The Via Egnatia
The road from Apollonia to Macedonia is called the
The Via Egnatia.
Via Egnatia, which has been measured in miles
and marked out with milestones as far as
Cypselus and the River Hebrus, a distance of five hundred
and thirty-five miles. Reckoning eight and one-third stades
to a mile, the number of stades will be four thousand
four hundred and fifty-eight.Strabo reckons 8 stades to a mile, thus making the number of stades
4280. The exact calculation by Polybius's reckoning is 4458 1/3 stades. The
miles are Roman miles of 5000 feet; therefore, by Strabo's calculation, the
stade is 625 feet, by Polybius's 600 feet. The distance is exactly
the same whether you start from Apollonia or Epidamnus.
The whole road is called the Egnatia, but its first part
has got a name from Candavia, a mountain of Illyria, and
leads through the town of Lycnidus, and through Pylon,
which is the point on the road where Illyria and Macedonia
join. Thessalonica half-way to the Hebrus form Apollonia. Thence it leads over Mount Barnūs,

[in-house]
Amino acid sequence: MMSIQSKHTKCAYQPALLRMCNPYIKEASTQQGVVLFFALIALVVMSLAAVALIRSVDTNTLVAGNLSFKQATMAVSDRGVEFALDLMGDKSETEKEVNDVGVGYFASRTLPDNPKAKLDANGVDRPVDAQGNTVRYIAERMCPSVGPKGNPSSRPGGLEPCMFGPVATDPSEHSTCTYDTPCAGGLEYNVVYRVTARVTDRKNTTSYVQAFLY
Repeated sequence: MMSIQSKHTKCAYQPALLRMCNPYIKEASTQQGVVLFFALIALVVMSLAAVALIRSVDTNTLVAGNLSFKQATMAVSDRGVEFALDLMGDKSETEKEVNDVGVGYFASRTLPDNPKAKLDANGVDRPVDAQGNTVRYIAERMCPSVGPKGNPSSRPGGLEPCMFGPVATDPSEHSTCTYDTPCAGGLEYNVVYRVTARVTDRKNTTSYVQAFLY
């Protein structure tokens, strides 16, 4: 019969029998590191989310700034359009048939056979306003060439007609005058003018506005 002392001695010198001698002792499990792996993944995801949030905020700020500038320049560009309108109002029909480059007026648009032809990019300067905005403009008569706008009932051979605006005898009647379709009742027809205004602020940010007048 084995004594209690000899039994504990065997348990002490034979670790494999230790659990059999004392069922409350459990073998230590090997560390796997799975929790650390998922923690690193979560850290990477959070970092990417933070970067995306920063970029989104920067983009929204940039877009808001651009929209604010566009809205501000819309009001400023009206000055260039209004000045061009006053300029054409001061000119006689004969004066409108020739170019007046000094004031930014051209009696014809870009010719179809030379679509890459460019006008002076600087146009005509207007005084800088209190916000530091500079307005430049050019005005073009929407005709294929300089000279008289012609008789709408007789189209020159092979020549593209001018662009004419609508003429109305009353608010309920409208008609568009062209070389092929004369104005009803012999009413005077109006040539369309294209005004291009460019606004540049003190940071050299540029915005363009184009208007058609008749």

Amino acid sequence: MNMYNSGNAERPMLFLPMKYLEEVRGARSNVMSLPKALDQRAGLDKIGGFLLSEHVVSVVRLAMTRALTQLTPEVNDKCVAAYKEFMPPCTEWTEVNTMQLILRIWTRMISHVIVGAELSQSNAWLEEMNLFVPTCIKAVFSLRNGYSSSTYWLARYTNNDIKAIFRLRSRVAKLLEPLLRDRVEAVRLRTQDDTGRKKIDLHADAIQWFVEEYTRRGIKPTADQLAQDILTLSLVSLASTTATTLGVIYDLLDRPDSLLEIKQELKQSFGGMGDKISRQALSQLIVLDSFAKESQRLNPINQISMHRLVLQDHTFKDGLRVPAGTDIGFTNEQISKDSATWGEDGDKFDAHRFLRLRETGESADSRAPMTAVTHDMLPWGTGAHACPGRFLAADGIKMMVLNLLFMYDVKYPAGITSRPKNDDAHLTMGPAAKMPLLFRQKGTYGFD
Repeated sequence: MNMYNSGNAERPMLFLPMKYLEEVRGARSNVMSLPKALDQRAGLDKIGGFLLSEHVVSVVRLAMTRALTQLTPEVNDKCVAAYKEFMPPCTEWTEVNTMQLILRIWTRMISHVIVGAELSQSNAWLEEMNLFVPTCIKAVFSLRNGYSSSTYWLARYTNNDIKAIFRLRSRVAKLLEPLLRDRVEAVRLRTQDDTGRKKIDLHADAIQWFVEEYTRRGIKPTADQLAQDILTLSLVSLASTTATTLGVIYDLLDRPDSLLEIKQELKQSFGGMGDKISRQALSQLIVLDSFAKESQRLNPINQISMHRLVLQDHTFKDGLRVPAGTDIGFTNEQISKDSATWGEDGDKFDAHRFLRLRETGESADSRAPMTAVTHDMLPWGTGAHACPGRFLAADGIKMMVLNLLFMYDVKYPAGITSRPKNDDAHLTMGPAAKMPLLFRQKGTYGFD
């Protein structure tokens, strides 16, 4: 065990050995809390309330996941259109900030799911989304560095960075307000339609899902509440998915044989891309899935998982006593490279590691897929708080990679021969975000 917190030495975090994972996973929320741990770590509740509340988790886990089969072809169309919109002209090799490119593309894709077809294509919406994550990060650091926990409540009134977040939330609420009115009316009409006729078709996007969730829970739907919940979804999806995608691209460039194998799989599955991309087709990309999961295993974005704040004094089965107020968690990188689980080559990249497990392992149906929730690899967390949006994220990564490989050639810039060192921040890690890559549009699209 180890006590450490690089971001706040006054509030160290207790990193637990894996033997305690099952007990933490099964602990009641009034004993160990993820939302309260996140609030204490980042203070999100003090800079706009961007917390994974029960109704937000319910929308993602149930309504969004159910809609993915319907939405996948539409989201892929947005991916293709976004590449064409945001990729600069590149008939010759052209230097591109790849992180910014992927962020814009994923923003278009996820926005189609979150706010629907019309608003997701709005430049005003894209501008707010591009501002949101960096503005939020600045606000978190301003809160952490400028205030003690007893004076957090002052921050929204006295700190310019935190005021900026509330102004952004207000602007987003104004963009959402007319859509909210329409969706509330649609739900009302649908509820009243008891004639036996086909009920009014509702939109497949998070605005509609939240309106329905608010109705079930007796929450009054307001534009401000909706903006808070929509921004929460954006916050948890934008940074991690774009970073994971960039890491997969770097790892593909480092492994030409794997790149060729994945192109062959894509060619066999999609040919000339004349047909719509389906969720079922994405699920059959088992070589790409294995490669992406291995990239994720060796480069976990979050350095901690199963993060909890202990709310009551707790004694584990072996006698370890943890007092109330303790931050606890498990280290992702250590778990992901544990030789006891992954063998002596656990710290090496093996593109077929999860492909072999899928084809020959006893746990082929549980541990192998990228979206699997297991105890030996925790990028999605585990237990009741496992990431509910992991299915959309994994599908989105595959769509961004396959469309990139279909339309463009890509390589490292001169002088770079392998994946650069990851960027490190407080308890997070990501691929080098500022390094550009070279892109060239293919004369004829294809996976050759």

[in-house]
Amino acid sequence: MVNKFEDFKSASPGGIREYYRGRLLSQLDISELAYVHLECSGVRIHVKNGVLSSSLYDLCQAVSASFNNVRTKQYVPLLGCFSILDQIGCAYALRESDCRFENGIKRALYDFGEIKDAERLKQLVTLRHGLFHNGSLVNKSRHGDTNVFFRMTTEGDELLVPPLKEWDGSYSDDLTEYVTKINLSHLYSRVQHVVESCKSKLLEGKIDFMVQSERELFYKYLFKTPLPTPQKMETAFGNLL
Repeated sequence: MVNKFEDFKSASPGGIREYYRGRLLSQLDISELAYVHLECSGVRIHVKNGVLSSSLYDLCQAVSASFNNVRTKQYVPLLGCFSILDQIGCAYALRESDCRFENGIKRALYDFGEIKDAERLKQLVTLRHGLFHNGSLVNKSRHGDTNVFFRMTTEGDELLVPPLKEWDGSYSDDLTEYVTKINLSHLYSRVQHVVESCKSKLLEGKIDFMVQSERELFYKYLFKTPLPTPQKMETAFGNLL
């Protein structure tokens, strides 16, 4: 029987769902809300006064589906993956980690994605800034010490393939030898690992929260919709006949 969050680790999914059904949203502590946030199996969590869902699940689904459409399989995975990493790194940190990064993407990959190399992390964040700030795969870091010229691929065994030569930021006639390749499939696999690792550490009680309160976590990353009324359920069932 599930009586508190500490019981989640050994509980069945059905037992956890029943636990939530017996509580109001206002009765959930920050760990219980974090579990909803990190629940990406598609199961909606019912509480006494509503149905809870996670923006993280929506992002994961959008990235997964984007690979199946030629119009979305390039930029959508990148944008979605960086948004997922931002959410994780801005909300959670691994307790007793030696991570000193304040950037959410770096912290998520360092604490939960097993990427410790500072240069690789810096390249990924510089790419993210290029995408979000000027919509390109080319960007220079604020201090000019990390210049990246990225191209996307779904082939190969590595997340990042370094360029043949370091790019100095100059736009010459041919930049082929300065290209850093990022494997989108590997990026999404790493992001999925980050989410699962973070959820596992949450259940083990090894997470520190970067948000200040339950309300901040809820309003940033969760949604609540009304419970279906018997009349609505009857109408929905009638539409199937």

through Heracleia, Lyncestia, and Eordea, to
Edessa and Pella, and finally to Thessalonica;
and the number of miles is altogether two
hundred and sixty-seven. . . . And the whole distance from
the Ionian Gulf at Apollonia to Byzantium is seven thousand
five hundred stades. . . .

The circumference of the Peloponnesus, ifThe Peloponnesus.
you do not follow the indentations, is four
thousand stades. . . .

The distance from Cape Malea to the IsterFrom C. Malea to the Danube.
is ten thousand stades.Strabo, however, supports the measurement of Artemidorus—6500, explaining that Polybius is taking some practical measurement of a voyage, not
the shortest. . . .